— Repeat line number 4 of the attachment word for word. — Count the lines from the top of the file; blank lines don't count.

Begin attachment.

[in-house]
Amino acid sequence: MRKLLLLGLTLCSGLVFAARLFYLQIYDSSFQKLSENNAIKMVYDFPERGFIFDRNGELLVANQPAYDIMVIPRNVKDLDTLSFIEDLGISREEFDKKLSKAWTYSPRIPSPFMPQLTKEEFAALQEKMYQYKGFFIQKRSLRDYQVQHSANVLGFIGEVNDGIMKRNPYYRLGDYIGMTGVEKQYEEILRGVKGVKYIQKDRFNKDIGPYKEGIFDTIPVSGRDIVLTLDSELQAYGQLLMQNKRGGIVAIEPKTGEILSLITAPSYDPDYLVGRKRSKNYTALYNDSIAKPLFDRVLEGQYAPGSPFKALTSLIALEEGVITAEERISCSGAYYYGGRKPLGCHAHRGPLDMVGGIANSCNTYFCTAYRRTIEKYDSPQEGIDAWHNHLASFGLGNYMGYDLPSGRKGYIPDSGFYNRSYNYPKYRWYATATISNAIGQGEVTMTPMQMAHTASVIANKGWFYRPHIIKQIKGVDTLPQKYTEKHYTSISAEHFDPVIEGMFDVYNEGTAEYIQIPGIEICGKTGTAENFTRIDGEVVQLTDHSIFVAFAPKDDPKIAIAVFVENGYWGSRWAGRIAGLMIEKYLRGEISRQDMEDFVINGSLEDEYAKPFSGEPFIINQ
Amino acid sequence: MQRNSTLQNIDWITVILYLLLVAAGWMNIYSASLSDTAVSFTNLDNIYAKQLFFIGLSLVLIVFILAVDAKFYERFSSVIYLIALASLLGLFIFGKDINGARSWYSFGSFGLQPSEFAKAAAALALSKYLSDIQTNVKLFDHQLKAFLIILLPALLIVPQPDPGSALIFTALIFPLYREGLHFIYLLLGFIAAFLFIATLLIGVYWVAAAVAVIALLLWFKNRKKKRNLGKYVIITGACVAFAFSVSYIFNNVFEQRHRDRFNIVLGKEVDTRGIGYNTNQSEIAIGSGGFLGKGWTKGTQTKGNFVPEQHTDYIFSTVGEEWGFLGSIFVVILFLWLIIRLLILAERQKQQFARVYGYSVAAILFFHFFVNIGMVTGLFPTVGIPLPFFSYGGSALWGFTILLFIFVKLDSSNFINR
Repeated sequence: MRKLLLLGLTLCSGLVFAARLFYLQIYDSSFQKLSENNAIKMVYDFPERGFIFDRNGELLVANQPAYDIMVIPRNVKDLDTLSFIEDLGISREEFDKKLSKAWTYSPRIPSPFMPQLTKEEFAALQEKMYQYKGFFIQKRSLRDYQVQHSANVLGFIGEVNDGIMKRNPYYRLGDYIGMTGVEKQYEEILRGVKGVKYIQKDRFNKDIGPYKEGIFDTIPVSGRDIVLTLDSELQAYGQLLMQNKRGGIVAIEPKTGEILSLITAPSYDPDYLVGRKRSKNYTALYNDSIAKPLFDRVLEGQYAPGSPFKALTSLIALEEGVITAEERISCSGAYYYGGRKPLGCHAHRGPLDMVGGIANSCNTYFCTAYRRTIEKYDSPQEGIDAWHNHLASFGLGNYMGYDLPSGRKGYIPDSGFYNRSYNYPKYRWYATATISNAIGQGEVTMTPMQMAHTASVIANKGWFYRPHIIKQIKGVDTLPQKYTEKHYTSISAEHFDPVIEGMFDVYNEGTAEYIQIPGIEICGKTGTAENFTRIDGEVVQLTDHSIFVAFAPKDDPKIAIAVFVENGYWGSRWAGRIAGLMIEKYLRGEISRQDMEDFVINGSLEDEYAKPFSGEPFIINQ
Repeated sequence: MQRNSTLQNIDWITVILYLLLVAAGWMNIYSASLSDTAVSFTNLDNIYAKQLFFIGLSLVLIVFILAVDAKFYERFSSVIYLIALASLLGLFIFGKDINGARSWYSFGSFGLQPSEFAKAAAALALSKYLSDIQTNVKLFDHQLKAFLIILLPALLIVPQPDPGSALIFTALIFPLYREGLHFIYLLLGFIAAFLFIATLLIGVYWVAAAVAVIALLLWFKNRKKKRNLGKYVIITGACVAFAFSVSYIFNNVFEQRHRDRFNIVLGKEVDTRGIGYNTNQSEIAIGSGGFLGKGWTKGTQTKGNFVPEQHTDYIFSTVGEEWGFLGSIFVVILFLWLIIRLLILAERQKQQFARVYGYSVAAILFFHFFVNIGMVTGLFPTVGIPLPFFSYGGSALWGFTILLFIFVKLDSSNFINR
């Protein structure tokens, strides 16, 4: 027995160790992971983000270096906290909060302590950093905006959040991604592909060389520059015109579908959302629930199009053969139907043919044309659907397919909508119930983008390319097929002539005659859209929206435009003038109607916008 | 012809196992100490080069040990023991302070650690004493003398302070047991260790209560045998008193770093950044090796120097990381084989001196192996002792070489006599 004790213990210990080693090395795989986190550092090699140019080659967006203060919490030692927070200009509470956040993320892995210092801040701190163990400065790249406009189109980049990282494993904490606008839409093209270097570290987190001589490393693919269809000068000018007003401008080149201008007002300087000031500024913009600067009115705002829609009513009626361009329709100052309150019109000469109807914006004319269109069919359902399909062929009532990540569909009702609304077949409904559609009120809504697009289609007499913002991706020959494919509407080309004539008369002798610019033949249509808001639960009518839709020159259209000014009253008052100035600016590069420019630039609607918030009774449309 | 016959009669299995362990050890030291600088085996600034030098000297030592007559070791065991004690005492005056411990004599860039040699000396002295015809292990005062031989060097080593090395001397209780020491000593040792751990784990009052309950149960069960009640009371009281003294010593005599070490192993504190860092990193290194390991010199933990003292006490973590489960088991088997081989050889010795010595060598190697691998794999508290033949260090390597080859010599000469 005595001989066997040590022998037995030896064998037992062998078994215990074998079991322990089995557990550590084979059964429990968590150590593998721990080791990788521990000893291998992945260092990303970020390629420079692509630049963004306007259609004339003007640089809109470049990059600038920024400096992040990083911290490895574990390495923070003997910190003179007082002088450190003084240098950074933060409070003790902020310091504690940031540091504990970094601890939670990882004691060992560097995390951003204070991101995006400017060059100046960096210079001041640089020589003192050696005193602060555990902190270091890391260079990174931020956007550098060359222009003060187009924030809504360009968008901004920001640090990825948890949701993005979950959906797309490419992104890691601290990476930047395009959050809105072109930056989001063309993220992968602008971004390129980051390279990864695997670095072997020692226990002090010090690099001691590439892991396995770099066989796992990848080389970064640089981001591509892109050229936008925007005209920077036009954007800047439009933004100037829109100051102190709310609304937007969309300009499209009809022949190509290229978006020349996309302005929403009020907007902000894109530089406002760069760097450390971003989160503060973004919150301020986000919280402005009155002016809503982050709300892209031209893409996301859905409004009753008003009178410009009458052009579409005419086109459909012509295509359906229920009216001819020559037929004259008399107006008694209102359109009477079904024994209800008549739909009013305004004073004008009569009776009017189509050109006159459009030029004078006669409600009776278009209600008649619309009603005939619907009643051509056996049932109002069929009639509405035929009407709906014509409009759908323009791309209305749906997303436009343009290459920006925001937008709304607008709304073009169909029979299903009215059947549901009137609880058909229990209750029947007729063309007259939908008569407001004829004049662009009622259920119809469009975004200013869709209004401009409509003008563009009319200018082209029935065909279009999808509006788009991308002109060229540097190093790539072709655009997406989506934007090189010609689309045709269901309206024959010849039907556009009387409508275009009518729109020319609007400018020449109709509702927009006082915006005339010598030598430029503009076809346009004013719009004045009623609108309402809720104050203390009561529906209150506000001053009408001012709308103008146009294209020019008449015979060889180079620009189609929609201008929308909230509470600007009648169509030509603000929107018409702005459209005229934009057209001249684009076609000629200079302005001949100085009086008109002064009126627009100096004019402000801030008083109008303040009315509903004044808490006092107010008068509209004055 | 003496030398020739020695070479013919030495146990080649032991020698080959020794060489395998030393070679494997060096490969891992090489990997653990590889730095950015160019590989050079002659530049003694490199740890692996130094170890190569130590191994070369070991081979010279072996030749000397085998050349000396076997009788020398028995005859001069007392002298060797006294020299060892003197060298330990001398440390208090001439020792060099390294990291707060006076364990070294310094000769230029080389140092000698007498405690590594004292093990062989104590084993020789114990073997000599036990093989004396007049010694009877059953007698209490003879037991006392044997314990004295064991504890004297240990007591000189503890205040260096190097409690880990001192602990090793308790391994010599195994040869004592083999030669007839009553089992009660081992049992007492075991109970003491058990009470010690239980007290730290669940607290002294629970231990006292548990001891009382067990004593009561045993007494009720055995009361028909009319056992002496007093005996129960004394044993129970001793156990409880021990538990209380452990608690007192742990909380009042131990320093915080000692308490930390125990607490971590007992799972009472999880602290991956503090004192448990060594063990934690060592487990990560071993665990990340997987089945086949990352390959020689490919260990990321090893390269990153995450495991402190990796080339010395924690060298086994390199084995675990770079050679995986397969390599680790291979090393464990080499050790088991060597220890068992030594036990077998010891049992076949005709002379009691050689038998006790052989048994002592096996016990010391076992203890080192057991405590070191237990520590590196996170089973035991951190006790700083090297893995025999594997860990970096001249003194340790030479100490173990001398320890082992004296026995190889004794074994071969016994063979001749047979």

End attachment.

Repeated sequence: MRKLLLLGLTLCSGLVFAARLFYLQIYDSSFQKLSENNAIKMVYDFPERGFIFDRNGELLVANQPAYDIMVIPRNVKDLDTLSFIEDLGISREEFDKKLSKAWTYSPRIPSPFMPQLTKEEFAALQEKMYQYKGFFIQKRSLRDYQVQHSANVLGFIGEVNDGIMKRNPYYRLGDYIGMTGVEKQYEEILRGVKGVKYIQKDRFNKDIGPYKEGIFDTIPVSGRDIVLTLDSELQAYGQLLMQNKRGGIVAIEPKTGEILSLITAPSYDPDYLVGRKRSKNYTALYNDSIAKPLFDRVLEGQYAPGSPFKALTSLIALEEGVITAEERISCSGAYYYGGRKPLGCHAHRGPLDMVGGIANSCNTYFCTAYRRTIEKYDSPQEGIDAWHNHLASFGLGNYMGYDLPSGRKGYIPDSGFYNRSYNYPKYRWYATATISNAIGQGEVTMTPMQMAHTASVIANKGWFYRPHIIKQIKGVDTLPQKYTEKHYTSISAEHFDPVIEGMFDVYNEGTAEYIQIPGIEICGKTGTAENFTRIDGEVVQLTDHSIFVAFAPKDDPKIAIAVFVENGYWGSRWAGRIAGLMIEKYLRGEISRQDMEDFVINGSLEDEYAKPFSGEPFIINQ